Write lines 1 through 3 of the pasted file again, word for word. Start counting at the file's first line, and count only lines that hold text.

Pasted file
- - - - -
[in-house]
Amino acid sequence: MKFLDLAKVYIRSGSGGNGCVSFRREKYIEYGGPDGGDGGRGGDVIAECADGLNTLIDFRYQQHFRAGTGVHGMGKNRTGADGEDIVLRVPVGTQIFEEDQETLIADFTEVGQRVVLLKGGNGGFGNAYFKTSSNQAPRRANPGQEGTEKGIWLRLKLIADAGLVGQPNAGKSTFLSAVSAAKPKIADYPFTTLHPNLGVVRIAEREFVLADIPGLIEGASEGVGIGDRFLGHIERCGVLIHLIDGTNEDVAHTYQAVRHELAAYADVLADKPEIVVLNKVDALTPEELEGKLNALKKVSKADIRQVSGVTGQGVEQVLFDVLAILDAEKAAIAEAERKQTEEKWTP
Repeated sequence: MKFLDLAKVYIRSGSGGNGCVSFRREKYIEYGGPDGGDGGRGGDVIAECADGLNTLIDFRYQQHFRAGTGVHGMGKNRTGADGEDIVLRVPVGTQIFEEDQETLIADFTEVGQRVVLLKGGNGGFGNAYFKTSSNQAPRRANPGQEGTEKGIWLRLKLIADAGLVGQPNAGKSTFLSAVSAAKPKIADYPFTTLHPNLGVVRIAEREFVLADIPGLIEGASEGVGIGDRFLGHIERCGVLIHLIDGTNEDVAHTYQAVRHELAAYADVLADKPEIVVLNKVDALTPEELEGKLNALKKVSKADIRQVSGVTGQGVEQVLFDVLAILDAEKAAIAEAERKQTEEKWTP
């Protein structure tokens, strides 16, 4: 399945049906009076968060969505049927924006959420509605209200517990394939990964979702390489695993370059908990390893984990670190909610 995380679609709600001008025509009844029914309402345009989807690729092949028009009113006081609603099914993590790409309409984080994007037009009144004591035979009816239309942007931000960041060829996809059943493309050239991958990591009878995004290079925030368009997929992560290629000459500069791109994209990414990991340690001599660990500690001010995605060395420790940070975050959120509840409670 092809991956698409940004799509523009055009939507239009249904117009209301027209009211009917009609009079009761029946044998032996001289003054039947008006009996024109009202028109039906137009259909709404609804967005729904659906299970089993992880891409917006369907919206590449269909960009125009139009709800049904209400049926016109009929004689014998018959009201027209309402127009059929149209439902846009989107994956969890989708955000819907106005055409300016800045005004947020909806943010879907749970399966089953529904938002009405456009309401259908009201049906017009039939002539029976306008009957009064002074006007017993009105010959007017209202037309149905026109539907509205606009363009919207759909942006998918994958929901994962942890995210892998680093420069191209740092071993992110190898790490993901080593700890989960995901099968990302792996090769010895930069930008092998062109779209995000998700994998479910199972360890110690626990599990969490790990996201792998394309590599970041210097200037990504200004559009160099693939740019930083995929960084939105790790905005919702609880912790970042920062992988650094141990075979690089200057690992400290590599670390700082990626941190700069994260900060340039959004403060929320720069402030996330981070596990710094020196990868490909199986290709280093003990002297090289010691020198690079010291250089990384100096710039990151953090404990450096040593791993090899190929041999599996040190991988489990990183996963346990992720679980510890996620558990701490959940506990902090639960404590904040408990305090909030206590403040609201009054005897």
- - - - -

[in-house]
Amino acid sequence: MKFLDLAKVYIRSGSGGNGCVSFRREKYIEYGGPDGGDGGRGGDVIAECADGLNTLIDFRYQQHFRAGTGVHGMGKNRTGADGEDIVLRVPVGTQIFEEDQETLIADFTEVGQRVVLLKGGNGGFGNAYFKTSSNQAPRRANPGQEGTEKGIWLRLKLIADAGLVGQPNAGKSTFLSAVSAAKPKIADYPFTTLHPNLGVVRIAEREFVLADIPGLIEGASEGVGIGDRFLGHIERCGVLIHLIDGTNEDVAHTYQAVRHELAAYADVLADKPEIVVLNKVDALTPEELEGKLNALKKVSKADIRQVSGVTGQGVEQVLFDVLAILDAEKAAIAEAERKQTEEKWTP
Repeated sequence: MKFLDLAKVYIRSGSGGNGCVSFRREKYIEYGGPDGGDGGRGGDVIAECADGLNTLIDFRYQQHFRAGTGVHGMGKNRTGADGEDIVLRVPVGTQIFEEDQETLIADFTEVGQRVVLLKGGNGGFGNAYFKTSSNQAPRRANPGQEGTEKGIWLRLKLIADAGLVGQPNAGKSTFLSAVSAAKPKIADYPFTTLHPNLGVVRIAEREFVLADIPGLIEGASEGVGIGDRFLGHIERCGVLIHLIDGTNEDVAHTYQAVRHELAAYADVLADKPEIVVLNKVDALTPEELEGKLNALKKVSKADIRQVSGVTGQGVEQVLFDVLAILDAEKAAIAEAERKQTEEKWTP